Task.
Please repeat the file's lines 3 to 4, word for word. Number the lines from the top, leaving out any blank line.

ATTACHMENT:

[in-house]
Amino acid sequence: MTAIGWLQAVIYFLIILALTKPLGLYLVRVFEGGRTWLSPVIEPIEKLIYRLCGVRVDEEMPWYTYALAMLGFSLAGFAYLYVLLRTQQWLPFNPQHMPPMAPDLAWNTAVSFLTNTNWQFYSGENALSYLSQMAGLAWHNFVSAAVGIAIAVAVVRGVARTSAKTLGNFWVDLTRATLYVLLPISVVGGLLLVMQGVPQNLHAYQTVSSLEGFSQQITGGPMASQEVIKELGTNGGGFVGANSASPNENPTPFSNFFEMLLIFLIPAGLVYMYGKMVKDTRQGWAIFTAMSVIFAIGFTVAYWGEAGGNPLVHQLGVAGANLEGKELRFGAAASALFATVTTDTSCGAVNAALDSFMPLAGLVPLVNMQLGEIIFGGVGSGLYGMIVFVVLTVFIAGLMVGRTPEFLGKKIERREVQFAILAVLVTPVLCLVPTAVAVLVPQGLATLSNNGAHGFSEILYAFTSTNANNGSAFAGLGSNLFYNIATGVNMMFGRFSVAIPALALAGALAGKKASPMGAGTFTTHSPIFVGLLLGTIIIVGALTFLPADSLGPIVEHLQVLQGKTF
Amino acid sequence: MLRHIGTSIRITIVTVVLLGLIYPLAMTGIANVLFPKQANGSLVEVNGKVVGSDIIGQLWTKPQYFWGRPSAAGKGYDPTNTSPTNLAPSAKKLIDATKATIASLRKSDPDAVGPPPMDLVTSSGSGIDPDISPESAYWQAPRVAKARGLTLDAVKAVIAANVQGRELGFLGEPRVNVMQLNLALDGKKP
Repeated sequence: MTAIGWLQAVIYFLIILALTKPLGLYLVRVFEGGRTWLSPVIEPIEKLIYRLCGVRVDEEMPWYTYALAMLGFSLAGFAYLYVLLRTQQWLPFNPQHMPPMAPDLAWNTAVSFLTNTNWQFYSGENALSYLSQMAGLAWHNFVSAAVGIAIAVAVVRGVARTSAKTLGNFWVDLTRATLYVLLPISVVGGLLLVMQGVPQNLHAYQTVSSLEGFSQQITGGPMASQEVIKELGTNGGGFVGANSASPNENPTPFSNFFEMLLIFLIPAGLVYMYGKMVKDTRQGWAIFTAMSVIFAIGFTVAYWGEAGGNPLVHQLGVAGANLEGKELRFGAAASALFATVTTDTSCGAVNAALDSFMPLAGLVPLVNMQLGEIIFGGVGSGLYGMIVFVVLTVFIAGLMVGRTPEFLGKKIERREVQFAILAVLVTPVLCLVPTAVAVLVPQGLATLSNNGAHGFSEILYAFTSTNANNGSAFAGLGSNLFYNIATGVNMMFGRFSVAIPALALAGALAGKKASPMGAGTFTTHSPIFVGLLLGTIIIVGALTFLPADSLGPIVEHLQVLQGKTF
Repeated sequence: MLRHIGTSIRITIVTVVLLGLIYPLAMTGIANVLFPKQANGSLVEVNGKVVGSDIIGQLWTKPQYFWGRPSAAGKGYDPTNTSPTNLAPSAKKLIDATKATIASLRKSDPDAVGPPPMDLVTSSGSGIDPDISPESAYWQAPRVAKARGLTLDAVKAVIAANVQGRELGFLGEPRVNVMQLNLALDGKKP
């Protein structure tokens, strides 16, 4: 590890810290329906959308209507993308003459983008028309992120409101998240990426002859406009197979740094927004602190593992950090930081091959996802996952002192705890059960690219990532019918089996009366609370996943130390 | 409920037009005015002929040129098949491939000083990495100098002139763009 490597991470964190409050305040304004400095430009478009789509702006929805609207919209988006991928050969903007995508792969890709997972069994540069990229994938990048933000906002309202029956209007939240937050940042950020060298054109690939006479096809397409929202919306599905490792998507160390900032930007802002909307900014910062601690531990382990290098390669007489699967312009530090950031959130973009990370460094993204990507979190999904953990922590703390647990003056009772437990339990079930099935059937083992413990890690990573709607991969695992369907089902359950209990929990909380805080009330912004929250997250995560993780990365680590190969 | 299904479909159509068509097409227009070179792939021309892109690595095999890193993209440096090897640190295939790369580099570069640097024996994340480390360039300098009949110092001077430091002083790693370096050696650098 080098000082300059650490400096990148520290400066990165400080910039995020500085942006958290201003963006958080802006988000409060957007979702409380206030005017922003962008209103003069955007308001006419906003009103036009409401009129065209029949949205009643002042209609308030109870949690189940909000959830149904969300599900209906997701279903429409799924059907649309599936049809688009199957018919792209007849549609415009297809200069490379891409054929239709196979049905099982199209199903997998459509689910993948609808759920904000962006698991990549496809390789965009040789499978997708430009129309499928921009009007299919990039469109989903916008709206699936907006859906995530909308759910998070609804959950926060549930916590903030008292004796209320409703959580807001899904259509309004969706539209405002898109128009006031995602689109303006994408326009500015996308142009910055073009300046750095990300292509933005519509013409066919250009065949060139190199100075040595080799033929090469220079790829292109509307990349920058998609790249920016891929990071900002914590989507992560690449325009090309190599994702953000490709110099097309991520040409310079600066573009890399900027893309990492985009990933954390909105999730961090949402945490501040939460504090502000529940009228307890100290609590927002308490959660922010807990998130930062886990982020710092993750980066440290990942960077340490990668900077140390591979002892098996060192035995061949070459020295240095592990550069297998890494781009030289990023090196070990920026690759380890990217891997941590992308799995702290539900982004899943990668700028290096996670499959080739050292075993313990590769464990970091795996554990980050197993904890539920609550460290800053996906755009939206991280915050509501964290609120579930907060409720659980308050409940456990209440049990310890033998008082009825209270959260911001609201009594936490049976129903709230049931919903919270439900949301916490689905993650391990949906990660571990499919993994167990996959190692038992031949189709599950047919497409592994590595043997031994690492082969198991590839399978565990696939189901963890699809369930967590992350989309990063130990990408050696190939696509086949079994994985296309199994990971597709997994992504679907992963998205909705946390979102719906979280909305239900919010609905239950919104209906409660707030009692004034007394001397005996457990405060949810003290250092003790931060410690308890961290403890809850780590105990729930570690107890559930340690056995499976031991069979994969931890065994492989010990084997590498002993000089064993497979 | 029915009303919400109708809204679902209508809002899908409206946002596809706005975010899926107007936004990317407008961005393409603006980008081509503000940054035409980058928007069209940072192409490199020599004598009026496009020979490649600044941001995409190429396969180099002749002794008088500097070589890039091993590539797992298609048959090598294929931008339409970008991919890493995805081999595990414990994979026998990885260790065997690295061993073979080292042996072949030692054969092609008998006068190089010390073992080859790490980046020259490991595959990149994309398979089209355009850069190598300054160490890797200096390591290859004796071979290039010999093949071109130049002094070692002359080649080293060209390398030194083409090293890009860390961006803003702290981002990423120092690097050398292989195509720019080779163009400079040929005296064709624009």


Amino acid sequence: MLRHIGTSIRITIVTVVLLGLIYPLAMTGIANVLFPKQANGSLVEVNGKVVGSDIIGQLWTKPQYFWGRPSAAGKGYDPTNTSPTNLAPSAKKLIDATKATIASLRKSDPDAVGPPPMDLVTSSGSGIDPDISPESAYWQAPRVAKARGLTLDAVKAVIAANVQGRELGFLGEPRVNVMQLNLALDGKKP
Repeated sequence: MTAIGWLQAVIYFLIILALTKPLGLYLVRVFEGGRTWLSPVIEPIEKLIYRLCGVRVDEEMPWYTYALAMLGFSLAGFAYLYVLLRTQQWLPFNPQHMPPMAPDLAWNTAVSFLTNTNWQFYSGENALSYLSQMAGLAWHNFVSAAVGIAIAVAVVRGVARTSAKTLGNFWVDLTRATLYVLLPISVVGGLLLVMQGVPQNLHAYQTVSSLEGFSQQITGGPMASQEVIKELGTNGGGFVGANSASPNENPTPFSNFFEMLLIFLIPAGLVYMYGKMVKDTRQGWAIFTAMSVIFAIGFTVAYWGEAGGNPLVHQLGVAGANLEGKELRFGAAASALFATVTTDTSCGAVNAALDSFMPLAGLVPLVNMQLGEIIFGGVGSGLYGMIVFVVLTVFIAGLMVGRTPEFLGKKIERREVQFAILAVLVTPVLCLVPTAVAVLVPQGLATLSNNGAHGFSEILYAFTSTNANNGSAFAGLGSNLFYNIATGVNMMFGRFSVAIPALALAGALAGKKASPMGAGTFTTHSPIFVGLLLGTIIIVGALTFLPADSLGPIVEHLQVLQGKTF